Rift Valley Railways confident of future


(Posted 09th July 2014)

Rift Valley Railways, the concessionaire for the two railway systems of Kenya and Uganda, has confirmed that delivery of 20 new locomotives, manufactured by General Electric, is expected during the second half of 2014, as are an additional 1.400 rail wagons. This capacity boost is financed by the final tranche of around 70 million US Dollars of an overall nearly 165 million US Dollars in funding generated last year through capital injection by Qalaa Holdings of Egypt and a loan package availed through international and regional financial institutions such as the ADB, KFW, IFC and Kenya’s Equity Bank.

Rift Valley Railways says their investments in the railway infrastructure and new systems over the past 26 months is greater than what the two governments and rail operators Kenya Railways and Uganda Railways have invested over the past 26 years. Information received yesterday also confirms that all concession payments are now up to date in both countries and that the required investments are three times the minimum amount the company was committed to spend under the current 5 year concession period.

The opening of the previously disused line from Tororo via Gulu to Pakwach has also opened up additional cargo traffic to and from Southern Sudan and Eastern Congo with the two railways heads offering a convenient spring board for loading and offloading cargos going both ways, substantially reducing road transport by trucks.

Line improvements in both Kenya and Uganda along the most accident prone sections have improved average delivery times and now allow for heavier loads which has brought bulk cargo business back from road to rail.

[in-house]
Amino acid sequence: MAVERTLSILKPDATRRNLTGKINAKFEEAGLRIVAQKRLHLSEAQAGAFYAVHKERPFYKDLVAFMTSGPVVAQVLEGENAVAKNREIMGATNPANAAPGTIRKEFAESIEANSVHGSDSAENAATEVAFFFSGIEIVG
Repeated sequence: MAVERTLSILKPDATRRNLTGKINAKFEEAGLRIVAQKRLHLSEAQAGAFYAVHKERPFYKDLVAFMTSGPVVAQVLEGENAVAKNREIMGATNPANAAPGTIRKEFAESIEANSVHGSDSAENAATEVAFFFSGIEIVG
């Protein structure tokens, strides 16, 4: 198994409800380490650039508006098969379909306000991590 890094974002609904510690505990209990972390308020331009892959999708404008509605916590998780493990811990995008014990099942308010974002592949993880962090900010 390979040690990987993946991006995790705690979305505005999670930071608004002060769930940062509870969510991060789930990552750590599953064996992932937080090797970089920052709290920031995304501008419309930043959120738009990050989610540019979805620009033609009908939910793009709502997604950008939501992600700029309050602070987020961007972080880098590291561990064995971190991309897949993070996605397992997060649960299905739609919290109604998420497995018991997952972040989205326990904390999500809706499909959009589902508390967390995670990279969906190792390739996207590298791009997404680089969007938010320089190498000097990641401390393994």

Said a source close to RVR, when asked to comment on the upcoming competitive threat through the new standard gauge railway which will link the port of Mombasa with Nairobi, Kampala and Kigali: ‘The completion of the new railroad is several years away. By that time is the narrow gauge line fully refurbished and average speeds will then only be marginally slower and within acceptable range for users of rail services. When it comes to tariffs, the present rail system has the advantage that they will not have to repay billions of dollars in loans for construction and rolling stock which will affect the pricing of a ton of cargo transported. Narrow gauge rail systems in other parts of the world have shown that they can run profitably and meet the requirements of regulators and the market’.

The company remained silent though on the question of passenger trains and it is understood that only three trains a week are operating between Nairobi and Mombasa at present, unlike in the railway’s prime days when two trains operated every day between the two cities and other passenger trains operated to Kisumu and Kampala. Kisumu and Kampala are no longer served by rail with dozens of busses plying the route every day and the added competition through low cost airlines like Jambojet which now connects Nairobi with Kisumu twice a day.

Rift Valley Railways is now owned 85 percent by Africa Railways Limited, a subsidiary of Egypt’s Qalaa Holdings, formerly known as Citadel and the remaining 15 percent are held by Uganda’s Bomi Investments.

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